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Michelin IMSA Insider: How Risi Won Big at Petit Le Mans, Again

Inside Risi Competizione’s victorious return victory at Motul Petit Le Mans…

Photo: Michelin

You won’t find a big, ultra-modern race shop, a large suite of team offices or even multiple set-up bays at the modest Risi Competizione Ferrari race shop in Houston.

There is one IMSA GT Le Mans race car and one set-up pad. The four full-time members of the Risi WeatherTech Championship GTLM team can easily fit around a kitchen table.

So, although the Ferrari of Houston showroom is filled with hardware from its prior successes at Le Mans, Daytona, Sebring, and Petit Le Mans, when the ultra-popular Houston based team announced its plans to enter the IMSA WeatherTech Championship season finale, success this time around seemed unlikely.

Photo: Jake Galstad/IMSA

The Challenges

Although much smaller than its factory rivals, the Risi team is deeply experienced, always well-prepared and deeply imbued with a team spirit and passion to win. They do not show up at major events to fill the field.

At Petit Le Mans there would be no concerns about points or championships. They were there to go for the win.

But while their arch-rivals Porsche, Ford, BMW and Corvette factory teams were in peak late season form, the Risi Ferrari team hadn’t done an IMSA race since finishing second at Daytona more than eight months earlier.

Past data would be of limited help as they would be racing on a different generation of Michelin tires than they had used at the 2018 Motul Petit Le Mans.

And, despite recent resurfacing of several key sections of the track, Risi and Ferrari hadn’t tested at Michelin Raceway Road Atlanta.

Photo: Michelin

The Plan

One of the keys to team principal Giuseppe Risi’s success has always been an ability to clearly focus.
The Risi team again had an elegantly simple winning plan for Petit Le Mans.

At a circuit that Risi’s 2016 GTLM winner James Calado affectionately describes as “a proper driver’s track,” Risi would look to its drivers to deliver success.

“You have to hustle the car here to go quickly,” said Rick Mayer, race engineer, Risi Competizone.

Arrangements were made with Ferrari for technical support and three top Ferrari drivers: James Calado, Daniel Serra and Alessandro Pier Guidi, the winners of the GTE Pro class at Le Mans this past June.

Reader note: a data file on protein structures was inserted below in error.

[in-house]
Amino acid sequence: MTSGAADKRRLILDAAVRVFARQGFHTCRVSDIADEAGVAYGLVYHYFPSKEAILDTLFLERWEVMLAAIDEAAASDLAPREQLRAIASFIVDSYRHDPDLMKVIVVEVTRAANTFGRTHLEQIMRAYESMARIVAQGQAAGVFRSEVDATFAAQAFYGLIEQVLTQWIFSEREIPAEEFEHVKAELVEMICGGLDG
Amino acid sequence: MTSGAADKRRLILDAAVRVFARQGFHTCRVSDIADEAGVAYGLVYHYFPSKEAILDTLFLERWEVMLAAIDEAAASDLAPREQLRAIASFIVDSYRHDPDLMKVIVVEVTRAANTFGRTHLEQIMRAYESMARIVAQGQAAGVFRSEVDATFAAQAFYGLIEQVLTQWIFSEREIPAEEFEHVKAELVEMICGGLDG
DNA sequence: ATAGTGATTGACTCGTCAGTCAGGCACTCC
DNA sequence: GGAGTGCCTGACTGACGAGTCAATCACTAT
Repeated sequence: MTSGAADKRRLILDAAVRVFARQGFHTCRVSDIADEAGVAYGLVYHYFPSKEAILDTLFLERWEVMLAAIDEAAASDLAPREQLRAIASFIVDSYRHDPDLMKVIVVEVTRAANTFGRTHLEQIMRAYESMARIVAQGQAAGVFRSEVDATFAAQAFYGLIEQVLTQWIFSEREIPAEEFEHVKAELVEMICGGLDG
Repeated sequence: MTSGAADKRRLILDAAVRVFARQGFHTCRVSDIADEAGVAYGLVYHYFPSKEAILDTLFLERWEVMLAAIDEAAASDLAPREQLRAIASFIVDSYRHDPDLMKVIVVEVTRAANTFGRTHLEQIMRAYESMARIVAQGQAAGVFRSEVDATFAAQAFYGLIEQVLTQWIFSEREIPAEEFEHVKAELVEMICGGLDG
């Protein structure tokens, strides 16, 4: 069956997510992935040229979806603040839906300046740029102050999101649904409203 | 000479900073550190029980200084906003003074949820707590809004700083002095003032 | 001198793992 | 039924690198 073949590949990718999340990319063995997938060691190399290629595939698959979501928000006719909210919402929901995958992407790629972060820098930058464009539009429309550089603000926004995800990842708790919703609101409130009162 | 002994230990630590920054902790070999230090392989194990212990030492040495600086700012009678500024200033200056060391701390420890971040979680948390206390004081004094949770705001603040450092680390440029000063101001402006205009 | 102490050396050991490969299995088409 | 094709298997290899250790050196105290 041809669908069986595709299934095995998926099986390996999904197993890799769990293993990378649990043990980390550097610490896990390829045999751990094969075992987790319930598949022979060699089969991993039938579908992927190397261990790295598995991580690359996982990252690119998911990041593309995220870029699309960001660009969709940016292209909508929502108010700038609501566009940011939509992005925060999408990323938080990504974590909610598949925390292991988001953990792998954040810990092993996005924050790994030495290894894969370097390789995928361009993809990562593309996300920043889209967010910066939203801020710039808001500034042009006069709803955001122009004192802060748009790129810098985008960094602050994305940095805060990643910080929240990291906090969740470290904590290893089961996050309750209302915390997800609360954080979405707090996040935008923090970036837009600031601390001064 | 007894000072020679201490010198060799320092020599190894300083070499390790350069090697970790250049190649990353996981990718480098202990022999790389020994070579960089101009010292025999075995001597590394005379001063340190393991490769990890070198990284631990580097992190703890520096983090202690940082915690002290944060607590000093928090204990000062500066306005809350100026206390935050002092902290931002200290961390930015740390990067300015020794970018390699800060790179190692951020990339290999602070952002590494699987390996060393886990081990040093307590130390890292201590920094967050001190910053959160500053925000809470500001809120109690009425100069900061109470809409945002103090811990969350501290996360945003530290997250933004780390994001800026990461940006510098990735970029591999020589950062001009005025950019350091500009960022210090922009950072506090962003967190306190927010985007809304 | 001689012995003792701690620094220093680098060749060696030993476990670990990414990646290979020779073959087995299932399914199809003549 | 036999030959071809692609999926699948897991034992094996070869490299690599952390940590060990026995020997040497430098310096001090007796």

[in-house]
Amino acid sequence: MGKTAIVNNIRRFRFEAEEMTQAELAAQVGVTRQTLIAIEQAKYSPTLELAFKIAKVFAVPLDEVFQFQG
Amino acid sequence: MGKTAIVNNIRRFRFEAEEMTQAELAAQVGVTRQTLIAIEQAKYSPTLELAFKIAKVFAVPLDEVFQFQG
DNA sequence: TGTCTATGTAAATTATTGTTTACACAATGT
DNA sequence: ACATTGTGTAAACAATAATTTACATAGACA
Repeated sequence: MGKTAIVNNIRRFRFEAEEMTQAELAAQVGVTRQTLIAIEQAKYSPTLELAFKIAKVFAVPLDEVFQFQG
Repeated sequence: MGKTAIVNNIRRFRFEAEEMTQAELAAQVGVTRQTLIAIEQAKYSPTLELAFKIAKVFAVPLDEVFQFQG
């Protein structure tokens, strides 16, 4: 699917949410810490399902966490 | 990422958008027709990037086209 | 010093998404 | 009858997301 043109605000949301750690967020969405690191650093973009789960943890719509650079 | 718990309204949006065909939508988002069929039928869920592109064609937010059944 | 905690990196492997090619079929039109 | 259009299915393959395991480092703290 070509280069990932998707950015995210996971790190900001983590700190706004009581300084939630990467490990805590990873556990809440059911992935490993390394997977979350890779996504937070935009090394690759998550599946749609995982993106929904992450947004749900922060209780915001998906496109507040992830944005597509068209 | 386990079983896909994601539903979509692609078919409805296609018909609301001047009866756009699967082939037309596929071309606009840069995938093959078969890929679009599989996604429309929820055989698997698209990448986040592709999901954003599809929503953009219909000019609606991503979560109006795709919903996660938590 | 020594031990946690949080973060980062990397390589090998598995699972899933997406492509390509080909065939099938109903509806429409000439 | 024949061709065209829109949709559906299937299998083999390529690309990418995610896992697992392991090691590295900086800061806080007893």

Photo: Michelin

Know Your Tires

Michelin works with each of the WEC GTLM manufacturers to develop bespoke soft, medium and hard compound options for its specific chassis model.

For 2019 IMSA competition, the GTLM teams each use their Michelin range from the 2018/2019 WEC season which ended at Le Mans in June with a Ferrari GTE-Pro class victory.

Although the characteristics and demands of IMSA tracks differ from the WEC circuits, WEC drivers and engineers typically lead the development for their respective manufacturers.

“In recent years James and Ale have joined the Ferrari tests with Michelin to develop the range of Ferrari tires. They knew the car and the tires well,” said Mayer.

Photo: Michelin

The Race Unfolds

“We knew which tire that we wanted to run, but it was a little warmer than expected,” Mayer said.

With the partial resurfacing adding grip, loads were increased, and so was tire degradation from abrasion as the new surface wore. The Ferrari team experienced some blistering but didn’t panic.

A drop of nearly 15 degrees in track temperatures between Hour 4 and Hour 6 helped bring the temperatures back into their window.

In the cooling conditions all five GTLM manufacturers set their fastest race laps in the final 14-lap flurry to the finish. Ryan Briscoe in the Chip Ganassi Racing Ford GT set a new GTLM race lap record of 1:16.542 while chasing Calado to the finish.

“The temperatures went down and the race came back to us,” Calado said. “It was a great fight, Ford and Ferrari right there at the end.”

Photo: Jake Galstad/IMSA

Post Race

It’s somewhat fitting the Ford vs. Ferrari battle arose given there’s a film of the same name premiering this fall recalling the 24 Hours of Le Mans. But at Petit Le Mans, it was Risi Ferrari’s day over the Ford factory.

“Compared to a factory team, this is a small team, but they love what they do. The team did an amazing job and I’m excited to race with them again,” said Serra, who also won here in 2018 in a GT Daytona class Ferrari.

“They (the drivers) know the car, the tire. It’s an advantage to have these guys. We set up the car based on what they suggest. When you have these drivers, they know the tire, they know what they need it to do to go quickly,” Mayer said.

“We didn’t get a chance to test so we were on the back foot, but we were lucky on set-up.”

Standing in the pit box in front of the Risi team garage one morning at Le Mans in 2016, Giuseppe Risi quietly enjoyed the early race week scene and reflected his confidence in the team’s approach and preparation.

“The boys tell me that we are ready,” he said.

And, at Petit Le Mans 2019, they certainly were and claimed Risi’s fifth victory in the event.

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